RESULT AND DISCUSSION:

  1. Preliminary Phytochemical Screening:

Preliminary phytochemical analysis of banana extract was positive for phenolics and tannins, indicating the presence of phenolics and tannins in the extract. [8].

  • Tests for Phenols and Tannins

       
            Tests for Phenols and Tannin.png
       

Table 4 Tests for Phenols and Tannin

  1. Thin Layer Chromatography (TLC):

After performing TLC for Gallic acid, the Rf value was found to 0.31 which was then compared with Rf value of standard gallic acid i.e. 0.35±0.02 given in reference articles and it was concluded that the given extract might contain Gallic acid [9].

       
            TLC plate of Gallic Acid.png
       

Fig. 10 TLC plate of Gallic Acid

  1. UV-Spectroscopy:

When UV Spectroscopy of gallic acid was performed the lambda max was obtained at 246nm which was then compared with range lambda max given in various reference paper for gallic acid i.e. 230-270nm and conclusion was drawn that given extract might contain gallic acid.

       
            UV spectrum of Gallic Acid.png
       

Fig. 11 UV spectrum of Gallic Acid

  1. High-Performance Liquid Chromatography:

After performing HPLC for Gallic acid the retention time was found to be 3.1min at 265nm which was compared with retention time of standard gallic acid i.e. 5.3min at 270nm and it was concluded that the given extract might contain Gallic Acid [10].

       
            HPLC peak of Gallic Acid.png
       

Fig. 12 HPLC peak of Gallic Acid

  1. Evaluation of Antibacterial Activity:

The antibacterial activity was evaluated using agar well diffusion method and staphylococcus aureus and the zone of inhibition of sample and standard drug were compared Zone of inhibition of the sample- 1.8mm Zone of inhibition of the standard drug- 3.5mm.

       
            Zone of Inhibition of Sample.png
       

Fig. 13 Zone of Inhibition of Sample

       
            Zone of Inhibition of Standard.png
       

Fig. 14 Zone of Inhibition of Standard

By utilizing the above-mentioned data one can conclude that Banana peels and stems do contain gallic acid which can be extracted by sonication.

REFERENCE

  1. Sayed M. [2021], ‘Banana plant as a source of valuable antimicrobial compounds and its current application in the food sector’, Journal of food sciences, 86(9), pp..3778-3797.
  2. Google [2024] Sonication, Available at: https://en.wikipedia.org/wiki/Sonication (Accessed: 20 June 2024).
  3. Google [2024] Sonication: Definition, Working, Principle, Application and Method, Available at: https://byjus.com/physics/sonication/( Accessed: 20 June 2024).
  4. Google [2023] Banana-Wikipedia. Available at: https://en.m.wikipedia.org/wiki/Banana(Accessed: 20 June 2024).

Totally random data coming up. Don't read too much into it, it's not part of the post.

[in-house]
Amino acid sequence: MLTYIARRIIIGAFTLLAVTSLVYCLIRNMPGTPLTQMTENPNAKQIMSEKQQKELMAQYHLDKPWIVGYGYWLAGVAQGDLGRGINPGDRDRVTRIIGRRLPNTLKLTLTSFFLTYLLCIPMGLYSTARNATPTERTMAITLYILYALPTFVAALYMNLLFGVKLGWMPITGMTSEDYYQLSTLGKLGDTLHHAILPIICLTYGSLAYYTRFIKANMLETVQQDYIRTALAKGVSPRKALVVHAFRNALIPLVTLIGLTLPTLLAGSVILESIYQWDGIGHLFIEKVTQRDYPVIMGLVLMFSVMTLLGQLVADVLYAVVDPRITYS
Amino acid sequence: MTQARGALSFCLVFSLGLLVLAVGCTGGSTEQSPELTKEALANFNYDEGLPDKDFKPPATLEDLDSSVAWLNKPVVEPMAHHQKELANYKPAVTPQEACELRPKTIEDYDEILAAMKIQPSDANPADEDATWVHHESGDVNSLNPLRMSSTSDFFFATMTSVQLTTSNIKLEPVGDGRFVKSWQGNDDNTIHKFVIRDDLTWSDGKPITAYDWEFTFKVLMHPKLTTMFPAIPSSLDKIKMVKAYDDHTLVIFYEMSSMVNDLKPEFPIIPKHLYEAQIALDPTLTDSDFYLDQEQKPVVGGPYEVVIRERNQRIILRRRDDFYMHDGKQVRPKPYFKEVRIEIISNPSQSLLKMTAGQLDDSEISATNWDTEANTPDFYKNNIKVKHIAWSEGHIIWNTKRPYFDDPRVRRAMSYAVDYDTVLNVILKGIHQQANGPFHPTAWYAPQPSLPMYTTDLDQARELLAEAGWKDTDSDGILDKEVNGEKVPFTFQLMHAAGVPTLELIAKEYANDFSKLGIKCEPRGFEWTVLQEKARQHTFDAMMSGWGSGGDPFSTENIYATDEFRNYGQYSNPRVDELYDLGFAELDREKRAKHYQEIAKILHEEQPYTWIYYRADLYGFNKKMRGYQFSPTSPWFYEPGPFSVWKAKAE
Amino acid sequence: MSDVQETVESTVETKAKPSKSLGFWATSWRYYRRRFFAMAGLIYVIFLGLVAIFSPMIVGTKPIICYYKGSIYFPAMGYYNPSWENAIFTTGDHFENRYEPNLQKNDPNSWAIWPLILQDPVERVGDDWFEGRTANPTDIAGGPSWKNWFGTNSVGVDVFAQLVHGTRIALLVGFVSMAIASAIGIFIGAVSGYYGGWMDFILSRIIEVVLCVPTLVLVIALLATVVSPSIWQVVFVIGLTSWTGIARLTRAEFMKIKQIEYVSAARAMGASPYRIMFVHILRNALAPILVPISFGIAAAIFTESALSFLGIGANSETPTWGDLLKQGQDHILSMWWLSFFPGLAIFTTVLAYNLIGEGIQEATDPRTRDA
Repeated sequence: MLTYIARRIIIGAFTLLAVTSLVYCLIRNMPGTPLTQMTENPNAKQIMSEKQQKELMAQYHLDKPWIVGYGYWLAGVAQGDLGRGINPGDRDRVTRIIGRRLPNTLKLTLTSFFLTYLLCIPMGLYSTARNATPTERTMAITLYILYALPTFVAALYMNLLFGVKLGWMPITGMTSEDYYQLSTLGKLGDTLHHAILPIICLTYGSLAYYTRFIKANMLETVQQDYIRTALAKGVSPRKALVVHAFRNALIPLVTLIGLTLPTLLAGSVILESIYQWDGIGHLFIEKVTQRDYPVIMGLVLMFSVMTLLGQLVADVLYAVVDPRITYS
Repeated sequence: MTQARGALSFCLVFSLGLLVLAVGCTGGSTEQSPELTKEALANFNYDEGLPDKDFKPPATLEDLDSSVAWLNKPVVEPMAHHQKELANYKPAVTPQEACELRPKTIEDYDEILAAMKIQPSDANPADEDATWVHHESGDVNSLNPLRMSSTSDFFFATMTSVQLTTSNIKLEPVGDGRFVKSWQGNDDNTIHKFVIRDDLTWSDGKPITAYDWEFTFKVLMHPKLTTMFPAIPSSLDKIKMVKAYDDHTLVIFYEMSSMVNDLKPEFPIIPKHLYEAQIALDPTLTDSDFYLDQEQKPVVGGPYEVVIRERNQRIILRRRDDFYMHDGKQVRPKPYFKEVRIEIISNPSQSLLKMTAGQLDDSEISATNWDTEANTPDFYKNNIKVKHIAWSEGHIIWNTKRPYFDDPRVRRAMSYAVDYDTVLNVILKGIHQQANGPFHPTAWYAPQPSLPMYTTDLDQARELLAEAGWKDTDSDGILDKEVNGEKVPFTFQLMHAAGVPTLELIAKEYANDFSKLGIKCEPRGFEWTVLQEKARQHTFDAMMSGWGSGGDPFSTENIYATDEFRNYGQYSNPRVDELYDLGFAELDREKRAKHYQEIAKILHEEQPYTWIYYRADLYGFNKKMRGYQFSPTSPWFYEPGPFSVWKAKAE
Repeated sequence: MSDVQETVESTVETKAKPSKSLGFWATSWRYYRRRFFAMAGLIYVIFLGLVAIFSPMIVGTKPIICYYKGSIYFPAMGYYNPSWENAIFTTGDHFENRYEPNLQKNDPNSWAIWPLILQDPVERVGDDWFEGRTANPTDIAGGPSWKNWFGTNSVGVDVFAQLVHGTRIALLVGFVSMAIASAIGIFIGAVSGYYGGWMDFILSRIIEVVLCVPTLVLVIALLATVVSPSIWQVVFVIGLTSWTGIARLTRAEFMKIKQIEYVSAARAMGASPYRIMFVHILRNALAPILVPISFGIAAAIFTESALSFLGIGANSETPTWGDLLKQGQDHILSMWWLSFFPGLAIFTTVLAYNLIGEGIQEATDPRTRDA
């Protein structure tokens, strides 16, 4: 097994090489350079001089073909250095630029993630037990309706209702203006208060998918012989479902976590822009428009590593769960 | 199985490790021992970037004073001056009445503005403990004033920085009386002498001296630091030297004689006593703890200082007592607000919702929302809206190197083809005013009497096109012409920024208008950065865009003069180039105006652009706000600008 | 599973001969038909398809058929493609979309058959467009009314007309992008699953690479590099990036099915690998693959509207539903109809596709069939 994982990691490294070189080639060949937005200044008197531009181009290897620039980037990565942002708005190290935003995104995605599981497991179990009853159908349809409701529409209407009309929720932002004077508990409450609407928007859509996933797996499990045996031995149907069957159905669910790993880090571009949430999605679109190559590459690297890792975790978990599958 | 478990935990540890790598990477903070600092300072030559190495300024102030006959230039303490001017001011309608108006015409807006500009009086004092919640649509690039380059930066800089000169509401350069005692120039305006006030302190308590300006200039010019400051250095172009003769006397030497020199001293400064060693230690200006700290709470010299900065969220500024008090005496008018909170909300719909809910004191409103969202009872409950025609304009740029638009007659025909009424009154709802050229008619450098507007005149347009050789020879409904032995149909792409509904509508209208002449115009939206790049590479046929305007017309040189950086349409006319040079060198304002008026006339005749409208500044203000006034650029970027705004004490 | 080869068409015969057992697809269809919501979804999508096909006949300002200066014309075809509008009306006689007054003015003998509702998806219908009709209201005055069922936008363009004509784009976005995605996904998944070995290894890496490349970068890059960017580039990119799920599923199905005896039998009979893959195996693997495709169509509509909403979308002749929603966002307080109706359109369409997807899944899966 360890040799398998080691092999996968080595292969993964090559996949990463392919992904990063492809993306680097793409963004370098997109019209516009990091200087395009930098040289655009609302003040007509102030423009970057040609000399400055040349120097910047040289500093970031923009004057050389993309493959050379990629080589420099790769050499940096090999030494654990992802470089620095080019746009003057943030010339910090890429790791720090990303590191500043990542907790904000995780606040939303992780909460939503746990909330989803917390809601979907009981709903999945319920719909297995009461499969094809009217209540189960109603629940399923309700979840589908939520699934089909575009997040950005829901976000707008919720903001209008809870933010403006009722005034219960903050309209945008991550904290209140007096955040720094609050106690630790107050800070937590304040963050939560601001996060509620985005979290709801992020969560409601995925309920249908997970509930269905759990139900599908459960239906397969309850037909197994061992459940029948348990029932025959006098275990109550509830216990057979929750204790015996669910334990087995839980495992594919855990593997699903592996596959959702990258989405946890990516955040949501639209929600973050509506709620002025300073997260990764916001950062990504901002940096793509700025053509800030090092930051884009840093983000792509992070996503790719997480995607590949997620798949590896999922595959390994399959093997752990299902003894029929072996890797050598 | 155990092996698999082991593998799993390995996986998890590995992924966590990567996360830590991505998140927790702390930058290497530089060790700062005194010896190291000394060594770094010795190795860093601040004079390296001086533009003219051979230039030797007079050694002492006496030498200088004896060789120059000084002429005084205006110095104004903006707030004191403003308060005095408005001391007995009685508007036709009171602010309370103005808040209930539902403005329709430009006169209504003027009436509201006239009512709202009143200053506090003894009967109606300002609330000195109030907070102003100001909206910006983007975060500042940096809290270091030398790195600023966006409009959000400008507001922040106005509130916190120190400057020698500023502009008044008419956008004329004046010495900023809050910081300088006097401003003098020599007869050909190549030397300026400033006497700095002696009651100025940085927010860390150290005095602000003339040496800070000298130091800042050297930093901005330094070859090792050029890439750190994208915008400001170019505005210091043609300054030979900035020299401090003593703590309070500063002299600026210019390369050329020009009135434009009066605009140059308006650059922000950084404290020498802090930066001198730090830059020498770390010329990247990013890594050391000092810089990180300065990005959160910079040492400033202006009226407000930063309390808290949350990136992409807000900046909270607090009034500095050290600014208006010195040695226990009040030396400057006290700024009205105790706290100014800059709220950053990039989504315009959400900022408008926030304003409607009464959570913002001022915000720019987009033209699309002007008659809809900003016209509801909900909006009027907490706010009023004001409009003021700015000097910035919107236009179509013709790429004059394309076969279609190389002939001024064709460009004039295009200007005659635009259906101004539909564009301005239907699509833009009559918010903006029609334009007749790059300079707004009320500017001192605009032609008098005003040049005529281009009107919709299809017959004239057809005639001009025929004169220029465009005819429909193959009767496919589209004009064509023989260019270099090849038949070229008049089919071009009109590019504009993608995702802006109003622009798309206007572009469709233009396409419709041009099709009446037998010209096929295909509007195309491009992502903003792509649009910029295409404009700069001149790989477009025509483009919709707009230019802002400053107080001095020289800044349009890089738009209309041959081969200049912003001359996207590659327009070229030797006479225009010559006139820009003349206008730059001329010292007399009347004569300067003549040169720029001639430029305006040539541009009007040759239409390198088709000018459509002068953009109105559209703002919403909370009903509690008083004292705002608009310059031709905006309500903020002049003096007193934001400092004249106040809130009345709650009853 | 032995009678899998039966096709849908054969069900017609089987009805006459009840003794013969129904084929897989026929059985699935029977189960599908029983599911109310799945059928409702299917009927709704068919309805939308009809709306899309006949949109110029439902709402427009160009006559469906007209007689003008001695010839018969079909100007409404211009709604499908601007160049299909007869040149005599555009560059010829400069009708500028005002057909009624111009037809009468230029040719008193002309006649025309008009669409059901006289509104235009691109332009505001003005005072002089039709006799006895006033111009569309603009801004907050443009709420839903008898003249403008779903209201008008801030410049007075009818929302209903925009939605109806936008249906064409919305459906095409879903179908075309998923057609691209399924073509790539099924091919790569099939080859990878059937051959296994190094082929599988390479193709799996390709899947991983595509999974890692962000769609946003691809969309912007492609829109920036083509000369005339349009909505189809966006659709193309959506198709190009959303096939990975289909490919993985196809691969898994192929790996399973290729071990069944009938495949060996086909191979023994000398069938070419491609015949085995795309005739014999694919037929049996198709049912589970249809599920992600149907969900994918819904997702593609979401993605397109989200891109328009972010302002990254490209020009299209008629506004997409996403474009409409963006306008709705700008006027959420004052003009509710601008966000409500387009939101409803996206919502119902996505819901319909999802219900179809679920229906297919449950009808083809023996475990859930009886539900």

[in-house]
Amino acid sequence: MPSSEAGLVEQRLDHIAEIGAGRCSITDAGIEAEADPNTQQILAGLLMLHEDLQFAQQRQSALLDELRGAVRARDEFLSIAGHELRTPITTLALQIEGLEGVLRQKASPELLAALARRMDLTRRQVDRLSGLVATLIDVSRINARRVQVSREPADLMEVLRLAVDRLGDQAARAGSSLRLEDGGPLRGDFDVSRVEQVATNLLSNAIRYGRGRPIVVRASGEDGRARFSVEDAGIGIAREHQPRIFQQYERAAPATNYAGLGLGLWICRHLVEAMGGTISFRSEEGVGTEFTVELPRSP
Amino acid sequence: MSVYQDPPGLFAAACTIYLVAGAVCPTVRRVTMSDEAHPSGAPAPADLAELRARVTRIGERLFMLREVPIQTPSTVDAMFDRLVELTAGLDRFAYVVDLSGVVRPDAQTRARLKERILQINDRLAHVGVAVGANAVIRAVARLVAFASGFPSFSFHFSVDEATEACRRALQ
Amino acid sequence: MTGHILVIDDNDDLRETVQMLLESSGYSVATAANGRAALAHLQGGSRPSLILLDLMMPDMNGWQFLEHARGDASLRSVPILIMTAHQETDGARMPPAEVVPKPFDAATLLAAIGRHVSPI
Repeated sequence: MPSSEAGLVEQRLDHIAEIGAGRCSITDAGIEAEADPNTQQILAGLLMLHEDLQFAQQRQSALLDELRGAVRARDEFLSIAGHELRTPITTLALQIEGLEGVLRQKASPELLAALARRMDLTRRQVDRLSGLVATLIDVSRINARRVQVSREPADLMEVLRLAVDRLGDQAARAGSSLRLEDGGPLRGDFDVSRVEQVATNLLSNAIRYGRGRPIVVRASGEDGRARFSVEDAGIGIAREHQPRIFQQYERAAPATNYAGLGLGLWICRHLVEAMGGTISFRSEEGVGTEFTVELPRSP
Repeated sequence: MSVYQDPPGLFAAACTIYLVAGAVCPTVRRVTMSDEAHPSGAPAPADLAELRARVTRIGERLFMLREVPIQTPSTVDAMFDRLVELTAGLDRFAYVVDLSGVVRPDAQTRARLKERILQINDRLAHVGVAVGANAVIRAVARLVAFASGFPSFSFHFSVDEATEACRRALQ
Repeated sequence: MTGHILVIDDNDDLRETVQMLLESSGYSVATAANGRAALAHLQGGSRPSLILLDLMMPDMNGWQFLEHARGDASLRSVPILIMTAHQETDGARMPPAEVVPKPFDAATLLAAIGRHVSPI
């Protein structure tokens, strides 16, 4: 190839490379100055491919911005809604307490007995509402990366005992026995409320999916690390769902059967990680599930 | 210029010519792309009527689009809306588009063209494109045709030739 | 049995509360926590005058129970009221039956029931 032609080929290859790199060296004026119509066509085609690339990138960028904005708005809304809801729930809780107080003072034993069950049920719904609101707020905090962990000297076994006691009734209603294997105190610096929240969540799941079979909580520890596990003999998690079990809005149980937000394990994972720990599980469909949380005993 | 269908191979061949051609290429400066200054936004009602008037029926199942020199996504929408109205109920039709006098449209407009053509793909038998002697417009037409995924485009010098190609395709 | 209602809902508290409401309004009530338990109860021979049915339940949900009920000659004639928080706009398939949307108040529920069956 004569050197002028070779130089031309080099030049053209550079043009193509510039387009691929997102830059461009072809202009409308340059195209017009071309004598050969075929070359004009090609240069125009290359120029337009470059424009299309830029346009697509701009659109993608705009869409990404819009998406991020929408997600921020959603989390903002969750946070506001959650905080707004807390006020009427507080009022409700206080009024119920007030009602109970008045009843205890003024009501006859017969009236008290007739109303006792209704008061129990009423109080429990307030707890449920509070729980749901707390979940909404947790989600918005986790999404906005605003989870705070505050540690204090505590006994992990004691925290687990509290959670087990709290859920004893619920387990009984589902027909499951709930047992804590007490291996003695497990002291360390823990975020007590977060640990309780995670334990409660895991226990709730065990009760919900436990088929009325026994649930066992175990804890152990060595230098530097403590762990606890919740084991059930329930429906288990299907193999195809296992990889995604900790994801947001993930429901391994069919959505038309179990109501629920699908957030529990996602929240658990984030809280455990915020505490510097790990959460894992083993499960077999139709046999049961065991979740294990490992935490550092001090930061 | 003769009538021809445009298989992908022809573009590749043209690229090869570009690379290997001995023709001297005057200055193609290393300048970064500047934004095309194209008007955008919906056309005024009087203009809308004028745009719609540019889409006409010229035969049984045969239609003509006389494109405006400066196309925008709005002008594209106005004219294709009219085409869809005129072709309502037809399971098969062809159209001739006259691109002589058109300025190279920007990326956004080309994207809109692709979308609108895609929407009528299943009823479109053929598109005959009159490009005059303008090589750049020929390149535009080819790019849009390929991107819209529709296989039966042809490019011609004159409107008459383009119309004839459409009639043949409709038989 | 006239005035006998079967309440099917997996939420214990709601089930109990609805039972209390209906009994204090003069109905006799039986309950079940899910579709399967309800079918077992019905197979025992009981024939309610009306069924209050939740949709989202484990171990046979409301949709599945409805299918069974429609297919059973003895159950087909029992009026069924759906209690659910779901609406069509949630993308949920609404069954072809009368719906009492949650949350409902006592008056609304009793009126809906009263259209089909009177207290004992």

5. Google [2024] Gallic Acid. Available at- https://en.m.wikipedia.org/wiki/Gallic_acid (Accessed: 20 June 2024).
  6. Rahmatia L [2022], ‘Application of Ultrasound Assisted Extraction of Ripe Banana Peels (Musa balbisiana Colla) and It’s Potential as Anti-oxidant and Anti-gout.’ Research Journal of Pharmacy and Technology, 15(2).
  7. Sawant L [2010], ‘Determination of Gallic Acid in Phyllanthus Embilica Linn. Dried Fruit Powder By HPTLC’, Journal of Pharmacy and Bioallied Sciences, 2(2), pp..105-108.
  8. Khandelwal R. [2008], ‘Preliminary Phytochemical Screening’, Practical Pharmacognosy Techniques and Experiments, Pune, Nirali Publication, pp..149.
  9. Sajeet C.I [2010], ‘Quantitative Estimation of Gallic Acid, Rutin and Quercetin in Certain Herbal Plants by HPTLC method.’ Der Chemica Sinica 1(2) pp... 80-85.
  10. Singh M [2019], ‘Qualitative analysis of Gallic Acid by HPLC Method in Different Extract of Terminalia Bellerica Roxb. Fruit.’ FABAD Journal of Pharmaceutical Sciences 44(2), pp... 101-106.

Reference

  1. Sayed M. [2021], ‘Banana plant as a source of valuable antimicrobial compounds and its current application in the food sector’, Journal of food sciences, 86(9), pp..3778-3797.
  2. Google [2024] Sonication, Available at: https://en.wikipedia.org/wiki/Sonication (Accessed: 20 June 2024).
  3. Google [2024] Sonication: Definition, Working, Principle, Application and Method, Available at: https://byjus.com/physics/sonication/( Accessed: 20 June 2024).
  4. Google [2023] Banana-Wikipedia. Available at: https://en.m.wikipedia.org/wiki/Banana(Accessed: 20 June 2024).
  5. Google [2024] Gallic Acid. Available at- https://en.m.wikipedia.org/wiki/Gallic_acid (Accessed: 20 June 2024).
  6. Rahmatia L [2022], ‘Application of Ultrasound Assisted Extraction of Ripe Banana Peels (Musa balbisiana Colla) and It’s Potential as Anti-oxidant and Anti-gout.’ Research Journal of Pharmacy and Technology, 15(2).
  7. Sawant L [2010], ‘Determination of Gallic Acid in Phyllanthus Embilica Linn. Dried Fruit Powder By HPTLC’, Journal of Pharmacy and Bioallied Sciences, 2(2), pp..105-108.
  8. Khandelwal R. [2008], ‘Preliminary Phytochemical Screening’, Practical Pharmacognosy Techniques and Experiments, Pune, Nirali Publication, pp..149.
  9. Sajeet C.I [2010], ‘Quantitative Estimation of Gallic Acid, Rutin and Quercetin in Certain Herbal Plants by HPTLC method.’ Der Chemica Sinica 1(2) pp... 80-85.
  10. Singh M [2019], ‘Qualitative analysis of Gallic Acid by HPLC Method in Different Extract of Terminalia Bellerica Roxb. Fruit.’ FABAD Journal of Pharmaceutical Sciences 44(2), pp... 101-106.  

Photo
Pratham S. Shinde
Corresponding author

Student [Department of Pharmaceutics, Sinhgad Institute of Pharmaceutical Sciences,Lonavala]

Photo
Jeeshan J. Shaikh
Co-author

Student [Department of Pharmaceutics, Sinhgad Institute of Pharmaceutical Sciences,Lonavala]

Photo
Yash N. Sharma
Co-author

Student [Department of Pharmaceutics, Sinhgad Institute of Pharmaceutical Sciences,Lonavala]

Photo
Poonam R. Shewale
Co-author

Student [Department of Pharmaceutics, Sinhgad Institute of Pharmaceutical Sciences,Lonavala]

Photo
Chaitanya S. Shisode
Co-author

Student [Department of Pharmaceutics, Sinhgad Institute of Pharmaceutical Sciences,Lonavala]

Pratham S. Shinde*, Jeeshan J. Shaikh, Yash N. Sharma, Poonam R. Shewale, Chaitanya S. Shisode, Extraction, Standardization And Evaluation Of Gallic Acid Obtained From Peels And Stems Of Musa acuminata, Int. J. of Pharm. Sci., 2024, Vol 2, Issue 7, 655-661. https://doi.org/10.5281/zenodo.12699589